2016 Conferences on AgingApril 2017
By Ben Best
Aging is damage to tissues and organs that accumulates with time.
There is no single cause of aging, because there are many sources of damage and many kinds of damage. There may be, however, ways to address many of these causes with perhaps one or more therapies.1
Inflammatory factors in the bloodstream increase with age. This chronic inflammation is a cause of cancer and damage to organs and tissues. A major source of this inflammation is cells that cease dividing, a condition known as cellular senescence. Senescent cells secrete inflammatory cytokines, cancer-inducing growth factors, and other harmful substances.
Cellular senescence is caused by DNA damage, shortened chromosome ends (telomeres), and other factors. Cellular senescence and inflammation can result in stem cells ceasing to function. Healthy stem cells heal injuries and replace worn-out cells in the intestines, the skin and the blood (including the white blood cells that provide immunity).2
In 2016, I attended several conferences dealing with aging. In contrast to earlier conferences, I was impressed by how much researchers are now not only discovering new causes of aging or means to slow it, but are also finding ways to reverse aging and significantly extend mammalian life spans.
Interventions Testing Program
Randy Strong, PhD (professor of pharmacology, University of Texas Health Science Center, San Antonio) is one of the Directors of the National Institute on Aging’s Interventions Testing Program (ITP). The ITP tests potential anti-aging substances on mice at three independent laboratories: the University of Texas, the University of Michigan, and the Jackson Laboratory in Maine.3,4
The ITP has been able to report lifespan benefits for a number of substances, but often these were effective only in male mice. Median (but not maximum) lifespan was increased for males by 12% with the antioxidant (nordihydroguaiaretic acid),5 by 8% with aspirin,5 and by 7% using a proprietary blend of milk thistle, bacopa, ashwagandha, green tea, and turmeric extracts.6
Interestingly, an estrogen (17-alpha-estradiol) increased median lifespan by 19% and maximum lifespan by 12% in male mice.6
The antidiabetic drug acarbose increased male mouse median lifespan by 6% and maximum lifespan by 12%, most likely by reducing the amount of glucose absorbed into the bloodstream.6
For female mice, acarbose increased median lifespan by 2% and maximum lifespan by 6%.6
ITP showed rapamycin increased median and maximum lifespan in both male and female mice.7 Insulin resistance and impaired glucose tolerance are associated with poor health and reduced lifespan. Rapamycin has these side effects.8 The combination of metformin and rapamycin increased median lifespan by 23% in both male and female mice.6
Rapamycin as an Anti-Aging Drug
Matt Kaeberlein, PhD (professor of pathology, University of Washington, Seattle) wants to validate rapamycin as an anti-aging drug. In 2009, rapamycin was shown to increase median and maximal lifespan of mice when given at 20 months of age (about equivalent to the age of a 60-year-old human).7 No additional lifespan extension was seen by beginning the rapamycin at 9 months of age, and the earlier (more lengthy) dosing increased the incidence of cataracts and testicular degeneration.9 A three-fold increase in the dose of rapamycin, however, approximately doubled the lifespan extension of 9-month-old mice.10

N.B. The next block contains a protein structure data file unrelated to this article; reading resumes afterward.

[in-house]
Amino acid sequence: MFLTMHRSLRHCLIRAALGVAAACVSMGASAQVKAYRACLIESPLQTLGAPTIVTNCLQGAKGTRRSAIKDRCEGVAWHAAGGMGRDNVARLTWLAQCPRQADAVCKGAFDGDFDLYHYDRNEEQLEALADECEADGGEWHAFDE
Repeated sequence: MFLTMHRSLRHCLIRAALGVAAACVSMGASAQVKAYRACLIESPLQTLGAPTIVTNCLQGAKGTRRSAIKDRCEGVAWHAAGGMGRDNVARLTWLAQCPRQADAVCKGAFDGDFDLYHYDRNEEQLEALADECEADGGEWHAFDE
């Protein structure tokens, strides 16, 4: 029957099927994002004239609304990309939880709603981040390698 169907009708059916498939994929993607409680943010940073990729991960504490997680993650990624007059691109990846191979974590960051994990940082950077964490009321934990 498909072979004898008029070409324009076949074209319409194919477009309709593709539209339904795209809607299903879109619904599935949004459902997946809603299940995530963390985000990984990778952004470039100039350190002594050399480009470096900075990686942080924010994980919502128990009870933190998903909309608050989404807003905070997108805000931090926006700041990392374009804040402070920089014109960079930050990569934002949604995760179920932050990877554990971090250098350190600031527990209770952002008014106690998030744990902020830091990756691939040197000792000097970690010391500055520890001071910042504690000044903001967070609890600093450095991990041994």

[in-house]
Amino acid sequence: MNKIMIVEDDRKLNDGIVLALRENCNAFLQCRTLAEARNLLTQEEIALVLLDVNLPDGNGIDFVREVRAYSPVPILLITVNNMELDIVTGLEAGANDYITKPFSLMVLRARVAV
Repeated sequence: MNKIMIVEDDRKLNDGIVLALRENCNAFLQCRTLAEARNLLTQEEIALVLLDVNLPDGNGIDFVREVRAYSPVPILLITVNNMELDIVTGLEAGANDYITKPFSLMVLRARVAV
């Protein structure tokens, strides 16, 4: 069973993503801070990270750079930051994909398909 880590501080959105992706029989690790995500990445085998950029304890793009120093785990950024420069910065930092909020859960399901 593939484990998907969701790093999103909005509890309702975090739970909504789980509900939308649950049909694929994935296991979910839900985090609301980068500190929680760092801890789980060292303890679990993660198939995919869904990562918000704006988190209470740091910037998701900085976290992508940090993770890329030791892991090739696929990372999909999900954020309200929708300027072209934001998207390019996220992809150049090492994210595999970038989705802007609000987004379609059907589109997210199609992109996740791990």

Rapamycin reduces inflammation, especially in the heart,11,12 and inhibits cells from becoming senescent.13 Rapamycin increases cognitive function in mice.14 A rapamycin-like drug improved the response to influenza vaccination in elderly humans.15
Dr. Kaeberlein’s team showed that a 3-month rapamycin treatment of 20-month-old mice could increase life expectancy by at least 50%.16 Although this experiment indicates that brief exposure (in human time frame) to rapamycin in elderly mice could have substantial long-term benefit, the required dosing period for humans to show a comparable benefit would probably be considerably longer.17
Dr. Kaeberlein believes that substantial benefit without serious side effects can result from large doses of rapamycin given for brief periods.18 He maintains that this prospect is best tested in middle-aged large companion-animal (pet) dogs, because these dogs age about seven times more rapidly than humans.19 He has been actively recruiting owners of pet dogs for participation in this research using the website dogagingproject.com
Sirtuins and NAD+ for Rejuvenation
David Sinclair, PhD (professor in the Department of Genetics at Harvard Medical School and co-director of the Paul F. Glenn Center for the Biological Mechanisms of Aging, Boston, Massachusetts) has been a pioneer in studying the sirtuin anti-aging proteins, as well as substances that activate those proteins (such as resveratrol).20
Sirtuin activators that are hundreds of times more powerful than resveratrol increase insulin sensitivity, and have therefore been proposed as a treatment for type II diabetes.21 Powerful sirtuin-activators have also been shown to improve the general health and lifespan of mice fed a normal diet.22 Sirtuins can rejuvenate cells by stimulating the recycling of damaged cellular components (autophagy).23
Sirtuins require the substance NAD+ to function. Sirtuins are important for DNA repair and for efficient function of the energy-producing cellular organelles, mitochondria.24